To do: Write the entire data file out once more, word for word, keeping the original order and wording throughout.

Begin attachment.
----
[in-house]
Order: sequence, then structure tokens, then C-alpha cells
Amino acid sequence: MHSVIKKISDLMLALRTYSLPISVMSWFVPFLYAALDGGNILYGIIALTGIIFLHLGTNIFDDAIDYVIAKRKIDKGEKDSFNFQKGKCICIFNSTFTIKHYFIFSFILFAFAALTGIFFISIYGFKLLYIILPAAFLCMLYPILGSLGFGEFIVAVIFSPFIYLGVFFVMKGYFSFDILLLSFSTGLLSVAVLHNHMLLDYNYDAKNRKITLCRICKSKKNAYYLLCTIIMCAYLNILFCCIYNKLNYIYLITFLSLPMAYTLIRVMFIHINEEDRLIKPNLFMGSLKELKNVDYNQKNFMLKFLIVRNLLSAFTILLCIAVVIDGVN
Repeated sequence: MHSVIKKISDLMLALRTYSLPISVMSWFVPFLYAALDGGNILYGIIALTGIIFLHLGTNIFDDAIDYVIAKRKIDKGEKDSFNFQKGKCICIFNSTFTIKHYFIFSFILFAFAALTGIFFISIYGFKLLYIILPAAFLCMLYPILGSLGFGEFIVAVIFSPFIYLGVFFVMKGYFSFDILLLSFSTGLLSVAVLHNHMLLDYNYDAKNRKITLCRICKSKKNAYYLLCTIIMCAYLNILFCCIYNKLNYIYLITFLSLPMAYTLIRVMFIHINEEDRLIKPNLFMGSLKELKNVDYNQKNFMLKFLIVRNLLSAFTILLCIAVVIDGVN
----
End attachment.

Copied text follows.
[in-house]
Order: sequence, then structure tokens, then C-alpha cells
Amino acid sequence: MHSVIKKISDLMLALRTYSLPISVMSWFVPFLYAALDGGNILYGIIALTGIIFLHLGTNIFDDAIDYVIAKRKIDKGEKDSFNFQKGKCICIFNSTFTIKHYFIFSFILFAFAALTGIFFISIYGFKLLYIILPAAFLCMLYPILGSLGFGEFIVAVIFSPFIYLGVFFVMKGYFSFDILLLSFSTGLLSVAVLHNHMLLDYNYDAKNRKITLCRICKSKKNAYYLLCTIIMCAYLNILFCCIYNKLNYIYLITFLSLPMAYTLIRVMFIHINEEDRLIKPNLFMGSLKELKNVDYNQKNFMLKFLIVRNLLSAFTILLCIAVVIDGVN
Repeated sequence: MHSVIKKISDLMLALRTYSLPISVMSWFVPFLYAALDGGNILYGIIALTGIIFLHLGTNIFDDAIDYVIAKRKIDKGEKDSFNFQKGKCICIFNSTFTIKHYFIFSFILFAFAALTGIFFISIYGFKLLYIILPAAFLCMLYPILGSLGFGEFIVAVIFSPFIYLGVFFVMKGYFSFDILLLSFSTGLLSVAVLHNHMLLDYNYDAKNRKITLCRICKSKKNAYYLLCTIIMCAYLNILFCCIYNKLNYIYLITFLSLPMAYTLIRVMFIHINEEDRLIKPNLFMGSLKELKNVDYNQKNFMLKFLIVRNLLSAFTILLCIAVVIDGVN